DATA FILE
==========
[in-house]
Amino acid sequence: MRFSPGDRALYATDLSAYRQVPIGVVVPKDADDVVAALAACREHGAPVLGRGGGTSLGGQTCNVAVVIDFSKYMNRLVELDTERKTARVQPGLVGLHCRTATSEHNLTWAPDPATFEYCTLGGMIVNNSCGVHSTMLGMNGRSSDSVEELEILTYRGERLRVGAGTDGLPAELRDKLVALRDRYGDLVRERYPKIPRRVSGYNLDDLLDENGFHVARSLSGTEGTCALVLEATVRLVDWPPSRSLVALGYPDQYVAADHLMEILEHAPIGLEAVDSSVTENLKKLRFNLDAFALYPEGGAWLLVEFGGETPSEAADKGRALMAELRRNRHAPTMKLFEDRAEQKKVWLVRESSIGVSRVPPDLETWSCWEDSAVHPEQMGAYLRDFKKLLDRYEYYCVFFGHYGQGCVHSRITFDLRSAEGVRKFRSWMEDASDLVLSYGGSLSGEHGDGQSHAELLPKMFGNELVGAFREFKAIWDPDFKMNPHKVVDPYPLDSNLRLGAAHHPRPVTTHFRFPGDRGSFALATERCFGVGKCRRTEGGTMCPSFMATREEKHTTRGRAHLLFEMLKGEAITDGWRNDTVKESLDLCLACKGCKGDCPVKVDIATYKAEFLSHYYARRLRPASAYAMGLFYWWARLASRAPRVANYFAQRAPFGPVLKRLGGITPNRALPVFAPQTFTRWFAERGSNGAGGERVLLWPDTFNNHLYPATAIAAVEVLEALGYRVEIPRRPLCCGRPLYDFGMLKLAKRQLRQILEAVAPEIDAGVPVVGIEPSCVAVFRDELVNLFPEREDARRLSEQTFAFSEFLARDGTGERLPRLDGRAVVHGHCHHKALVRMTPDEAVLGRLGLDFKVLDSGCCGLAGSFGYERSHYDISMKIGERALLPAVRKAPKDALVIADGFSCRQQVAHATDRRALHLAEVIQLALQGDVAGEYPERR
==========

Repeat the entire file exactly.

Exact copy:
[in-house]
Amino acid sequence: MRFSPGDRALYATDLSAYRQVPIGVVVPKDADDVVAALAACREHGAPVLGRGGGTSLGGQTCNVAVVIDFSKYMNRLVELDTERKTARVQPGLVGLHCRTATSEHNLTWAPDPATFEYCTLGGMIVNNSCGVHSTMLGMNGRSSDSVEELEILTYRGERLRVGAGTDGLPAELRDKLVALRDRYGDLVRERYPKIPRRVSGYNLDDLLDENGFHVARSLSGTEGTCALVLEATVRLVDWPPSRSLVALGYPDQYVAADHLMEILEHAPIGLEAVDSSVTENLKKLRFNLDAFALYPEGGAWLLVEFGGETPSEAADKGRALMAELRRNRHAPTMKLFEDRAEQKKVWLVRESSIGVSRVPPDLETWSCWEDSAVHPEQMGAYLRDFKKLLDRYEYYCVFFGHYGQGCVHSRITFDLRSAEGVRKFRSWMEDASDLVLSYGGSLSGEHGDGQSHAELLPKMFGNELVGAFREFKAIWDPDFKMNPHKVVDPYPLDSNLRLGAAHHPRPVTTHFRFPGDRGSFALATERCFGVGKCRRTEGGTMCPSFMATREEKHTTRGRAHLLFEMLKGEAITDGWRNDTVKESLDLCLACKGCKGDCPVKVDIATYKAEFLSHYYARRLRPASAYAMGLFYWWARLASRAPRVANYFAQRAPFGPVLKRLGGITPNRALPVFAPQTFTRWFAERGSNGAGGERVLLWPDTFNNHLYPATAIAAVEVLEALGYRVEIPRRPLCCGRPLYDFGMLKLAKRQLRQILEAVAPEIDAGVPVVGIEPSCVAVFRDELVNLFPEREDARRLSEQTFAFSEFLARDGTGERLPRLDGRAVVHGHCHHKALVRMTPDEAVLGRLGLDFKVLDSGCCGLAGSFGYERSHYDISMKIGERALLPAVRKAPKDALVIADGFSCRQQVAHATDRRALHLAEVIQLALQGDVAGEYPERR